I've been translating a text listing some analytical laboratory equipment, and found that some fellow translators translate the Russian word "автоматическая пипетка" (avtomaticheskaya pipetka, which literally means "automatic pipette") as "pipettor".

I consulted the producer's website and found that the proper word for my particular model (thankfully the model code was mentioned) was indeed 'pipette'.

However, in case I come across a Russian 'pipetka' that really means "pipettor", how to distinguish between the two? Maybe the terms are largely synonymous?

Bear with me, I'm not a specialist in this sphere. I googled and found a discussion on Reddit that shed little light for me.

  • $\begingroup$ I think, that pipettes are handeled manually and pipettors are electrical like pipetboy and some steppers $\endgroup$
    – SeRe
    Commented Jul 23, 2016 at 19:14

2 Answers 2


In my mind, pipette and pipettor are generally* synonymous in the life sciences. Pipetman, which is actually a trademark, is also commonly used to refer to these instruments.

Gilson pipette Gilson UK

That being said, there are some other things that you need to differentiate between. A pipette tip is the (usually plastic) thingy that goes on the end of the pipette, shown in the image above as clear white plastic on the left end. There are also serological pipettes

serological pipettes

Argos Tech

and volumetric pipettes

volumetric pipettes

Pro Lab Supply

together also referred to as transfer pipettes. These can be made of plastic or glass, and are used in conjunction with an electrical or mechanical pipettor, or a bulb (not your mouth!). Just to be confusing, sometimes lab personnel will refer to serological pipettes as just pipettes, even though they refer to the things pictured above in image 1 as pipettes as well.

Some people, such as SeRe above, distinguish between pipettes (the first image above) and pipettors, such as those used with serological pipettes:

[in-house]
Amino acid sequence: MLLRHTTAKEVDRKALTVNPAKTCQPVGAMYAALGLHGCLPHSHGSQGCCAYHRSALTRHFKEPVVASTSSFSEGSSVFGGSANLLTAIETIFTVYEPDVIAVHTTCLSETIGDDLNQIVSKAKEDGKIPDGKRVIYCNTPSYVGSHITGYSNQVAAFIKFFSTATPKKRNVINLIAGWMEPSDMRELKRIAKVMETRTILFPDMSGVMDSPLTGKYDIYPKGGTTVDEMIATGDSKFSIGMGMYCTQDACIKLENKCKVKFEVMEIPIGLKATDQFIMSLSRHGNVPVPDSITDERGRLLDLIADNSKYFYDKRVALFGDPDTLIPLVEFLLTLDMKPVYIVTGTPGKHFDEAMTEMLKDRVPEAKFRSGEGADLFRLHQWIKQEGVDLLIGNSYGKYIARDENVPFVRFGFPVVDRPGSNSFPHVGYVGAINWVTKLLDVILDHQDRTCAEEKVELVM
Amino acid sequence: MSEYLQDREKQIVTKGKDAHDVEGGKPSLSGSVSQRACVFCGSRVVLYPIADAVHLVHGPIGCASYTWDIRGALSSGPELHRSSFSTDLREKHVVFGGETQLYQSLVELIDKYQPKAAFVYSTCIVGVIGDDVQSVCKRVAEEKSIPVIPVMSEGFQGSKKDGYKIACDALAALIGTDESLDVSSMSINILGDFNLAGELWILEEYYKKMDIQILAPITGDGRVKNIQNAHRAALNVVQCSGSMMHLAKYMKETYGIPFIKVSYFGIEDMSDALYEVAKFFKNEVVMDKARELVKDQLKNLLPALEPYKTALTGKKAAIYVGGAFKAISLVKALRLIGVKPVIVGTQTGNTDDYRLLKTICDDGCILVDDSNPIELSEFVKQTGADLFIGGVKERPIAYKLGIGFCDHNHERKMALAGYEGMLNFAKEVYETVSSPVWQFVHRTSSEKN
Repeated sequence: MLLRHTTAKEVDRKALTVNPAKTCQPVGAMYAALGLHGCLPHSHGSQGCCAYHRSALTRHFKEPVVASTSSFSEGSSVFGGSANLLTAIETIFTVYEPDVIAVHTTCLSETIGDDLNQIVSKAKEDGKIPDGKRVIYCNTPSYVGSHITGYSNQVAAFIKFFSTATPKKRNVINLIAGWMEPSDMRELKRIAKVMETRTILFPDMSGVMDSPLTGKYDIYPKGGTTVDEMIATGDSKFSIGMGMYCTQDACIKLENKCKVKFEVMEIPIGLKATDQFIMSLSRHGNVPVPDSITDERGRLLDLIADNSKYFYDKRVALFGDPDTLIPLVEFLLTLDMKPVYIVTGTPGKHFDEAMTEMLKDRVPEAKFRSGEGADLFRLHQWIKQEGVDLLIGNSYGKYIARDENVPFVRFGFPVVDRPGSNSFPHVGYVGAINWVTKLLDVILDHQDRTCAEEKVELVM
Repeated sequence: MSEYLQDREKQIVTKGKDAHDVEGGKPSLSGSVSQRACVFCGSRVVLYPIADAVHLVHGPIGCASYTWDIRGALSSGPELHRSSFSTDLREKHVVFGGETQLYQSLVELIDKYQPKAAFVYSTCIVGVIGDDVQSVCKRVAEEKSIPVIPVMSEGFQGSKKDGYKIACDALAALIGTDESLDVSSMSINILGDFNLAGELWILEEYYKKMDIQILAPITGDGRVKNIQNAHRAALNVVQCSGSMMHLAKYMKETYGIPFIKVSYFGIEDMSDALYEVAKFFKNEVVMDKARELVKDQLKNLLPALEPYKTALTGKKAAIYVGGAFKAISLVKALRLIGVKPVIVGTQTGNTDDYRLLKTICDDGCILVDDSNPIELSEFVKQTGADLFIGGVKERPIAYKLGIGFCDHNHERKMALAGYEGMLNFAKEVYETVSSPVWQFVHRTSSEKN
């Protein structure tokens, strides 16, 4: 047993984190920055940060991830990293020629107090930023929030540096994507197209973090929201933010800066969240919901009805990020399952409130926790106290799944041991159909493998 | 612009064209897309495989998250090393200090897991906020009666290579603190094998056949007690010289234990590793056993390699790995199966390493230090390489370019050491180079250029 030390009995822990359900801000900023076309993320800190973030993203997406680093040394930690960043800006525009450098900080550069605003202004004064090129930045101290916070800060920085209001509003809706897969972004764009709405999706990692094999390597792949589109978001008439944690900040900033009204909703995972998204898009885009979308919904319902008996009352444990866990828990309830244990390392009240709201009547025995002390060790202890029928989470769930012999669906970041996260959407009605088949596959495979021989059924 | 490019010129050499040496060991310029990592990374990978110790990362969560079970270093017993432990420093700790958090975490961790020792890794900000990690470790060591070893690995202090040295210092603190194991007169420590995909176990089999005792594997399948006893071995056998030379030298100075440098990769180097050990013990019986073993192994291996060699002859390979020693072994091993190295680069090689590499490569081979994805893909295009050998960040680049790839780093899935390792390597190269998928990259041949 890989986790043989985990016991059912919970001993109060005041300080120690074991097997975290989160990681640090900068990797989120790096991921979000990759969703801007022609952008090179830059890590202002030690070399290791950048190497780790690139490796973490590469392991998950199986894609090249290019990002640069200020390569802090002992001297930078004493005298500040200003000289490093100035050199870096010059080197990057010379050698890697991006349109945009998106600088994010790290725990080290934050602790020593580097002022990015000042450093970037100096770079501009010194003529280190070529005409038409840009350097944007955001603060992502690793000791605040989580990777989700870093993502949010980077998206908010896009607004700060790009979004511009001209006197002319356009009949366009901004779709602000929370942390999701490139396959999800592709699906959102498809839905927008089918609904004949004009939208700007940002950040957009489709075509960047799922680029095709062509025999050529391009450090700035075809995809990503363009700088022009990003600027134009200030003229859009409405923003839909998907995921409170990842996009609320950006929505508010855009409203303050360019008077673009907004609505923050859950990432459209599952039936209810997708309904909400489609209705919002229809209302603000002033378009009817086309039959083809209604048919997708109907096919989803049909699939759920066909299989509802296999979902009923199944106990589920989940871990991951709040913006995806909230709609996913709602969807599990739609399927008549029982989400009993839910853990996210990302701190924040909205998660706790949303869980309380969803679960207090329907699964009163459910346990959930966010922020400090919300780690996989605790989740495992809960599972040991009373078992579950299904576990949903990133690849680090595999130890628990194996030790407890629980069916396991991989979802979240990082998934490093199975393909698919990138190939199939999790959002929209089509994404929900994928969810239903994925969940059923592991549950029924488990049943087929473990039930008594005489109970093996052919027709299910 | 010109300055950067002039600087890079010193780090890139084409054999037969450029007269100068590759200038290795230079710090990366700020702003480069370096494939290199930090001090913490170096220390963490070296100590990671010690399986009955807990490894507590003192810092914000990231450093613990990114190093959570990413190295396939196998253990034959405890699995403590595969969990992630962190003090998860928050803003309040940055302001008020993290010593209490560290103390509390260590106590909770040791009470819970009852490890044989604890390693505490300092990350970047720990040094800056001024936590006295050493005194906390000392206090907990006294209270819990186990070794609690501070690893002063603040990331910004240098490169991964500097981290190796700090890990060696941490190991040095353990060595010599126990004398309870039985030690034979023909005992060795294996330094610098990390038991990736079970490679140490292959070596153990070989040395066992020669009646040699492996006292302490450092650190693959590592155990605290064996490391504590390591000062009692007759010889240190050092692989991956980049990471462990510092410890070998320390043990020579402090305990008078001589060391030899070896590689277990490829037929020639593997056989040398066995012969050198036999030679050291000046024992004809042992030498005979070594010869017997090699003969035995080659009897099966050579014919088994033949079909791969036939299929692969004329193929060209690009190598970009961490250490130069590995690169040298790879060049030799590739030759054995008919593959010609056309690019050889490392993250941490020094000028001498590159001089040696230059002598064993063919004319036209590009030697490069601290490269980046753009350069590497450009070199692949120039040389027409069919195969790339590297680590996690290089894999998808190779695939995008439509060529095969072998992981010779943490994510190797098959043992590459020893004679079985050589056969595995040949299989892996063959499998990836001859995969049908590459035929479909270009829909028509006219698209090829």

Drummond Pipet-Aid


These are also known as Pipet-Aids or by other brand names.

However, in case I come across a Russian 'pipetka' that really means "pipettor", how to distinguish between the two? Maybe the terms are largely synonymous?

So yes, the two terms can be synonymous, so just be consistent, whichever you choose. I would stick with pipette unless it's clear from the text that the authors are transferring larger volumes than 1 ml, in which case they're probably using a pipettor in conjunction with a transfer pipette. If it's unclear, sticking with pipette should be good enough. If your readers are familiar with lab techniques, they'll understand what's going on.

  • $\begingroup$ You didn't include volumetric pipettes (similar to the serological (Mohr) pipettes, but only has the one volume mark, and may have a bulb to contain the fluid). en.wikipedia.org/wiki/…. $\endgroup$
    – LDC3
    Commented Dec 19, 2020 at 21:16
  • $\begingroup$ @LDC3 you are correct. Please see my edit above. $\endgroup$
    – MattDMo
    Commented Dec 20, 2020 at 0:31

I look at the difference as being whether you are referring to the actual vessel that holds the fluid (the pipette no matter what its size) versus the pipettor, a device that allows for suction of air to draw liquid into the vessel (the pipette).

Pipet tips come into play when referring to very small volumes to be drawn into the vessel, but the device is still a pipettor or a micropipettor. Before real lab safety came along the human mouth was often the suction device, or the pipettor! We have tried to clarify this also for student lab manuals.


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